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Shadow - a new game idea on a chess board

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Martin S
Joined: 08/15/2019

Hi Everyone. I am totally new to this kind of board game design thing, but I happen to have an idea for a new game (surprise). It all started because I was getting tired of losing to my brother in chess, so I decided to make a new game that I would have better chances at!
I tried to be very detailed in the rules (sorry they’re so long!) so that if you want you can effectively playtest this game. Here they are:
Shadow - rules and gameplay (2 players)

My game is called Shadow. It is played on a chess board, excluding all of the squares on the perimeter, meaning that it is a 6x6 board. There are four main pieces. Both players have a King piece and a Shadow piece. I actually whittled some special pieces for the King and the shadow, but if you want to playtest using chess pieces, using a king as the King and a bishop as the Shadow would work (you want the shadow to be a smaller piece). As in chess, there is a black and a white team. The King and the Shadow are placed on the middle two squares on their side of the board, it’s up to you which is on the left or right. Black goes first since it’s the color of a shadow :) (and since night comes before day).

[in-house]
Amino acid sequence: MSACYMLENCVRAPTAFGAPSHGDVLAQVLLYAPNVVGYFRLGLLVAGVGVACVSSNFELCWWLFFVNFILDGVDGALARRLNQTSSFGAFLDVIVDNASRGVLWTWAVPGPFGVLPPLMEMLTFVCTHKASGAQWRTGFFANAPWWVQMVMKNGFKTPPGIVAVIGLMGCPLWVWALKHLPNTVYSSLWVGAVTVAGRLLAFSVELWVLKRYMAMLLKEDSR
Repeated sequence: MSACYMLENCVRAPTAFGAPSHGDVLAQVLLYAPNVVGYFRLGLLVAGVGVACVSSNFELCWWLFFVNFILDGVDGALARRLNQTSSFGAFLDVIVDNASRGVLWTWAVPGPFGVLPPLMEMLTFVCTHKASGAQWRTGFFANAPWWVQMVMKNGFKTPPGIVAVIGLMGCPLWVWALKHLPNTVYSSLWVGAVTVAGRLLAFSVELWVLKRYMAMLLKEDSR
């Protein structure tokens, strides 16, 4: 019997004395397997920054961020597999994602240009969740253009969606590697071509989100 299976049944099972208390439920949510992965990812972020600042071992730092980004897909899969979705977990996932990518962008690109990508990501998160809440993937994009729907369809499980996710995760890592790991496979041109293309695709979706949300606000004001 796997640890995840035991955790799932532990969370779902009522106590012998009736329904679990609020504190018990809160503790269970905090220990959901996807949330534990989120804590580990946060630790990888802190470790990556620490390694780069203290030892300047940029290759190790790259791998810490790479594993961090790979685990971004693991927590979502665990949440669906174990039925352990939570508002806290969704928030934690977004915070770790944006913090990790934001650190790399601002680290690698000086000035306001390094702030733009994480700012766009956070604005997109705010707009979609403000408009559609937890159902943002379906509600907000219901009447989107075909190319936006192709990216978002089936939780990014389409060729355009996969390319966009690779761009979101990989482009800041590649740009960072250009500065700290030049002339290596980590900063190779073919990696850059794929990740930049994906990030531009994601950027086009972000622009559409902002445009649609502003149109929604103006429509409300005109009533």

Movement: Each piece can move one space in any direction, including diagonally. However, the shadow piece must be in one of the eight spaces adjacent to the King at all times. In a turn, a player moves his King first, and then his shadow. In this way, the Shadow piece tends to trail the King, like a real shadow. This also prevents a player from ever moving their King into the space where their Shadow just was. A player can also choose to move only their King, as long as the Shadow remains in an adjacent space. A player can never only move their Shadow.

Objective 1 - 1st way to win: One of the main objectives is to capture the opponent’s shadow with your King by landing on it. Kings are the only pieces that can capture, and they only can capture the opponent’s shadow. This means no King capturing another King, no Shadow capturing another Shadow, and no Shadow capturing a King.

Striking Distance: When a player’s King is one move away from the opponent’s Shadow, this is called Striking Distance, or SD.

SD Blocks: When a player moves into SD, they are allowed to place an SD block piece of their color to place on that same turn. (if playtesting with chess pieces, use pawns as blocks or maybe checkers). These are drawn from piles, (one pile for each color).The player can place the block in two kinds of places. #1: in a space. This means that no King can now move into that space. #2: on an intersection. This means that diagonal movement between any of the four spaces that the block is touching is prohibited for Kings. The outer intersections are fair game for placing blocks. Notice, I only mentioned the Kings. Shadows have different relationships with blocks (explained later).